A Washington Post editorial baselessly asserted that the Bush administration's policy on embryonic stem cell research was a "compromise" that "made sense" at the time but has since "proved unduly restrictive." In fact, concerns among the research community that the White House policy would be overly restrictive were widely reported in 2001, and the Post editorial board noted some of these concerns in an editorial at the time.
A July 17 Washington Post editorial baselessly asserted that the Bush administration's policy on embryonic stem cell research -- which allowed federal funding for any stem cell lines available as of August 2001 but barred funding for any lines created from that point onward -- was a "compromise" that "made sense" at the time but has since "proved unduly restrictive." In fact, concerns among the research community that the White House policy would be overly restrictive were widely reported in 2001, and the Post editorial board noted some of these concerns in an August 31, 2001, editorial.
News outlets at the time reported concerns that the Bush administration was overstating the number of viable stem cell lines available under the policy. The Associated Press reported on September 5, 2001, that, according to "stem cell research proponents," many of the stem cell lines the administration claimed were available were, in fact, "not yet fully developed and may never be useful to researchers." The AP article further reported that, based on their own survey of the organizations which possessed the stem cell lines, "researchers considered just 20 of them to be fully developed."
In an August 31, 2001, editorial, the Post noted the stem cell research community's "skeptical reaction" to Bush's announced figure of 60 stem cell lines. The editorial, noting the National Institutes of Health (NIH) survey of stem cell lines eligible for funding under Bush's policy, stated that "[t]he NIH canvass makes clear both that the president had not made the number up and that it probably overstated somewhat the number of lines that will eventually be available to researchers." The editorial then noted one particularly stark example:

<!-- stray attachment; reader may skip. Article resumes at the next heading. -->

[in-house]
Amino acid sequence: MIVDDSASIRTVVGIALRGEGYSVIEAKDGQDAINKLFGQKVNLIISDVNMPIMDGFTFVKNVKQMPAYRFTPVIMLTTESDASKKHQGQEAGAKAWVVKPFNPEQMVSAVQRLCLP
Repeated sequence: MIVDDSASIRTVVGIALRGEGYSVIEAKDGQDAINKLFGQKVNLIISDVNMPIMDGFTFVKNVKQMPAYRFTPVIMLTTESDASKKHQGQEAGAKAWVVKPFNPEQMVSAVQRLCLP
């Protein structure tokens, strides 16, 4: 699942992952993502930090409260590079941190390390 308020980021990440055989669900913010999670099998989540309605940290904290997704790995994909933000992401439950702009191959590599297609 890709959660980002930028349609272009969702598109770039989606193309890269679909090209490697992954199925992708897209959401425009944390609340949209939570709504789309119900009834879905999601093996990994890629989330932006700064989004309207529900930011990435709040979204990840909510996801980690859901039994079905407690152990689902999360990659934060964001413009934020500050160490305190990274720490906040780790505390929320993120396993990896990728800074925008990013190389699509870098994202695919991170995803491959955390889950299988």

Testing stem cell colonies takes time, so we won't know for a while how useful many of these lines will be. But researchers at a Swedish lab expressed surprise that NIH described them as having 19 lines, saying they actually had only three -- with another 16 in various stages of development. In all likelihood, not all of these will turn into useful lines; nor, presumably, will some others on the list. When all the testing is done, in other words, scientists will likely not have 64 viable lines for federally funded research.
An August 30, 2001, Post article had earlier detailed the "Swedish lab" issue:
So the amiable, white-haired scholar [Lars Hamberger, a Swedish fertility expert] said he and his colleagues were surprised five days later when [then-Secretary of Heath and Human Services Tommy G.] Thompson's department issued its global inventory of stem cell lines, or colonies, and reported that Goteborg University had 19.
"When we saw the announcement, we first thought maybe we made a mistake in our presentation," Hamberger said. "Then we thought maybe it was just their mistake.
"Or maybe they wanted to come up to the number that the White House had already used, so they have to stretch things, I don't know. It could have been a deliberately over-optimistic interpretation of what we said."